February is Heart Month!
February is Heart Month – a month dedicated to raising awareness around the importance of good heart health and preventing heart disease and other cardiovascular emergencies.
Cardiovascular disease is the leading cause of death in Canada, and it occurs in people of all ages and levels of health. Although some factors are uncontrollable, everyone can take certain steps to lower the chance of heart disease in themselves and their loved ones.
The Cardiovascular System
The cardiovascular system is made up of the heart, lungs, and blood vessels (arteries, veins, and capillaries). It delivers oxygen and nutrients to the tissues and carries waste to the organs responsible for elimination. The circulatory system maintains life.
Almost all cardiovascular emergencies are caused by a lack of oxygen and blood circulating to the body’s major organs. The most serious emergencies include strokes and heart attacks.
Risk Factors for Cardiovascular Emergencies
When it comes to decreasing the risk of cardiovascular emergencies and heart disease, there are some risk factors that remain out of our control. These are:
- Family History
These factors may increase your risk of heart disease and cardiovascular emergencies, and there is nothing that can be done to change them.
However, there are a number of things you CAN do to decrease the risk of heart disease and cardiovascular emergency. These are:
- Consistent daily exercise
- Take care of any diabetic issues
- Maintain low blood pressure
- Avoid smoking
- Maintain low cholesterol
- Reduce stress
This is why Heart Month is so important. We need to bring awareness to these issues and encourage everyone to make the necessary changes to have a healthier heart. That’s why this month, we are sharing Heart Health tips on our social media pages. Check them out here!
The heart delivers nourishment to the entire body by pumping blood and oxygen through the blood vessels. The 4 parts of the heart are:
- Right atria (pulls used blood and carbon dioxide products from the body)
- Left atria (pulls oxygen-rich blood from the lungs)
- Right ventricle (pushes the blood to the lungs for the exchange of gases)
- Left ventricle (pushes the oxygenated blood out to the body)
The heart is a complicated machine that keeps the entire body beating with life. Like any machine with moving parts, the heart is subject to malfunctions that can be dangerous, and in some cases even fatal. There are four heart emergencies we would like to shed light on during Heart Month: angina, heart attacks, sudden cardiac arrest, and strokes.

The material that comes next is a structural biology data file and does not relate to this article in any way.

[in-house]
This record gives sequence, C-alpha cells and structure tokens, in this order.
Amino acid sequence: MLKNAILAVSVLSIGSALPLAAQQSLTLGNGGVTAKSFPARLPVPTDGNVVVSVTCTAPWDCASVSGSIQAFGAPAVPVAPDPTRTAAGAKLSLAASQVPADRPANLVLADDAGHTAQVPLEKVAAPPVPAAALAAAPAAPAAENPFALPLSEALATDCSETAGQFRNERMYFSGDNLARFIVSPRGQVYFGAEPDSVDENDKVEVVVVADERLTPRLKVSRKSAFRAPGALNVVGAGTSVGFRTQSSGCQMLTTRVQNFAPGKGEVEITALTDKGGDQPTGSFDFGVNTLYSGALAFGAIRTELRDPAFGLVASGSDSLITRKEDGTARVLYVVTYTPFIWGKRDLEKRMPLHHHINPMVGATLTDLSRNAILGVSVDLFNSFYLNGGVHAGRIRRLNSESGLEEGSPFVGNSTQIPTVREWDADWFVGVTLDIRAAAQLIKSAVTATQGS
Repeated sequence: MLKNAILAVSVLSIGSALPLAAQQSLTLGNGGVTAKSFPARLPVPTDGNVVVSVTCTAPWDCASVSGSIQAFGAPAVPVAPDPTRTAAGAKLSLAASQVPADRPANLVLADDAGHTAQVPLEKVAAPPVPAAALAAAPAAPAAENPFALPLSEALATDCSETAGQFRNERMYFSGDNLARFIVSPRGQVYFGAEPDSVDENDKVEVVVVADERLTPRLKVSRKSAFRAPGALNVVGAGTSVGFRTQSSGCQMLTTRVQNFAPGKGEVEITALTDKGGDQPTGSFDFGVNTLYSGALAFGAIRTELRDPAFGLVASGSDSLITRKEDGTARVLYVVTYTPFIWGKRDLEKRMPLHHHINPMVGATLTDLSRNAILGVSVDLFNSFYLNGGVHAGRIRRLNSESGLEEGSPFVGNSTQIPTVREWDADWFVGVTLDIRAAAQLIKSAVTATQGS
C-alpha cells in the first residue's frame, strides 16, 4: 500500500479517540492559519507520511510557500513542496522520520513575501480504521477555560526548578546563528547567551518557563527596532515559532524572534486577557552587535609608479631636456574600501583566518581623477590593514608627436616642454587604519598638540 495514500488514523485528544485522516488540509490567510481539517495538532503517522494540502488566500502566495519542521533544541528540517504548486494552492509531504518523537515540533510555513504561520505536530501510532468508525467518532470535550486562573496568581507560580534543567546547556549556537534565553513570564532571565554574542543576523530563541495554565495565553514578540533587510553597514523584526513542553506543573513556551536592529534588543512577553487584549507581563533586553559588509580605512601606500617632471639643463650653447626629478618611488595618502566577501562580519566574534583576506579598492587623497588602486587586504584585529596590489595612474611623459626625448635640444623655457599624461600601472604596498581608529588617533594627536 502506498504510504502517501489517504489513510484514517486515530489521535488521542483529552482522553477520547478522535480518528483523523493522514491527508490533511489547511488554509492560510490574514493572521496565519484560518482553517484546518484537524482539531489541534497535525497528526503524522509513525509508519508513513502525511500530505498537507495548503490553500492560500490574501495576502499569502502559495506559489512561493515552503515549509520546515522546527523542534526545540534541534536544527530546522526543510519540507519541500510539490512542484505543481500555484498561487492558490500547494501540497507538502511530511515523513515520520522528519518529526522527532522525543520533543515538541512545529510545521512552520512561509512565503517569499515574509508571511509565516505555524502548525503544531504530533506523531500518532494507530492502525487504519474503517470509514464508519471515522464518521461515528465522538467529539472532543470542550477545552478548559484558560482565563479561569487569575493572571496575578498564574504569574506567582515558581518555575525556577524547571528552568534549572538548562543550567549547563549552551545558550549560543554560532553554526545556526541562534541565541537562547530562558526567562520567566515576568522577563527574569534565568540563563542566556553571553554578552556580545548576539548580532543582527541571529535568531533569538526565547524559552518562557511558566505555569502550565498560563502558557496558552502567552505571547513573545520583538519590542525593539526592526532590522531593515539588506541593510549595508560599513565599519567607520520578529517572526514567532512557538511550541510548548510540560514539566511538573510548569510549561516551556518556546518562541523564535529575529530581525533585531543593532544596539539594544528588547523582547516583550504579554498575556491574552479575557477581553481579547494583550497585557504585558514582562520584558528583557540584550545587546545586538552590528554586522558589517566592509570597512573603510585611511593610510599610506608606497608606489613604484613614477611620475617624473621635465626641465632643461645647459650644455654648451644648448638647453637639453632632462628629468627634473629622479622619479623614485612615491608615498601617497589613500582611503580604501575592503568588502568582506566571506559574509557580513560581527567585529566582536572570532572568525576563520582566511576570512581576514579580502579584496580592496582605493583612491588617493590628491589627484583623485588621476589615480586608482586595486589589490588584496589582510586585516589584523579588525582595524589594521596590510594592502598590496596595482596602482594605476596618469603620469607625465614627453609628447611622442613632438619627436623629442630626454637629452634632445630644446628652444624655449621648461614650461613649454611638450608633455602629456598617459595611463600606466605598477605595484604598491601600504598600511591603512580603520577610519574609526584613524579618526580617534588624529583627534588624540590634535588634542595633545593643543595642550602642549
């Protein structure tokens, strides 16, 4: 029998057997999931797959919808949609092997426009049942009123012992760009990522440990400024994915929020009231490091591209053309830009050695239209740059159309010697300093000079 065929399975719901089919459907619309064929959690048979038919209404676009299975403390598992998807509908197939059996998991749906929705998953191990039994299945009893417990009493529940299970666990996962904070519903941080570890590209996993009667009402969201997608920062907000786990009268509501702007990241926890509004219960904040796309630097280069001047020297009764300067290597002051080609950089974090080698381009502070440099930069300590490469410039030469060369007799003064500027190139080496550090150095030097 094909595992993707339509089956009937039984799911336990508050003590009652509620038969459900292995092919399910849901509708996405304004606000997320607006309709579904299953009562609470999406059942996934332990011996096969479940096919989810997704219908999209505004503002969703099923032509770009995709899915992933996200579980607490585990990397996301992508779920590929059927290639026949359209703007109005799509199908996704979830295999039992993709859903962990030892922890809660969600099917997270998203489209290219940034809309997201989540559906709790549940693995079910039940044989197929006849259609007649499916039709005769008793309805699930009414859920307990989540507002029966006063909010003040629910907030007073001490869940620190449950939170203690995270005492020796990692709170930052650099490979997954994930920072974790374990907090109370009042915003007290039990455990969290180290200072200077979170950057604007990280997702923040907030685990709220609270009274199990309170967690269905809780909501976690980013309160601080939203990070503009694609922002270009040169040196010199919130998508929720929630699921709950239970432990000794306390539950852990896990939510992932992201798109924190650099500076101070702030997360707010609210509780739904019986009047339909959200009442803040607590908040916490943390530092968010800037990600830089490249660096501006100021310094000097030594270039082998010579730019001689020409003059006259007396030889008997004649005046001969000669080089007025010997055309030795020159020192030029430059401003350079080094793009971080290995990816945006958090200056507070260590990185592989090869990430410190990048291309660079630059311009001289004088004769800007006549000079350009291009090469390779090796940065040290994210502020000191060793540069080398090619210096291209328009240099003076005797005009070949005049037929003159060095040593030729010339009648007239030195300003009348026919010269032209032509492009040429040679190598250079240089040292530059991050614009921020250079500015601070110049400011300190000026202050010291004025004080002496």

Angina is a partial blockage of oxygenated blood in the circulatory system. It can be caused by physical exertion, severe emotional stress, exposure to extreme temperatures, and smoking. The signs and symptoms are mild chest discomfort or shortness of breath (usually occurring during physical exertion), and they typically last 5-15 minutes. To treat angina, you can perform ESM (if First Aid certified), put the patient in a comfortable resting position, assist with medication (ASA or N/G), and call Emergency Services if pain or discomfort does not subside.
A heart attack occurs when there is a complete blockage of oxygenated blood to the heart. Heart attacks can be caused by blunt chest injuries, hypothermia, drowning, electrocution, poisoning, or drug overdoses. Someone having a heart attack may have chest discomfort (which may spread to the arms, jaw, face, and neck), blueness of the lips, may be frightened, anxious, or in denial, have pale or sweaty skin, experience shortness of breath, suddenly become dizzy or unconscious, and their breathing and heart rate may stop abruptly. To treat a heart attack, perform ESM (if First Aid certified), suggest the casualty take ASA if there is no bleeding or allergy, comfort and reassure the casualty, maintain ABCs and perform ongoing care.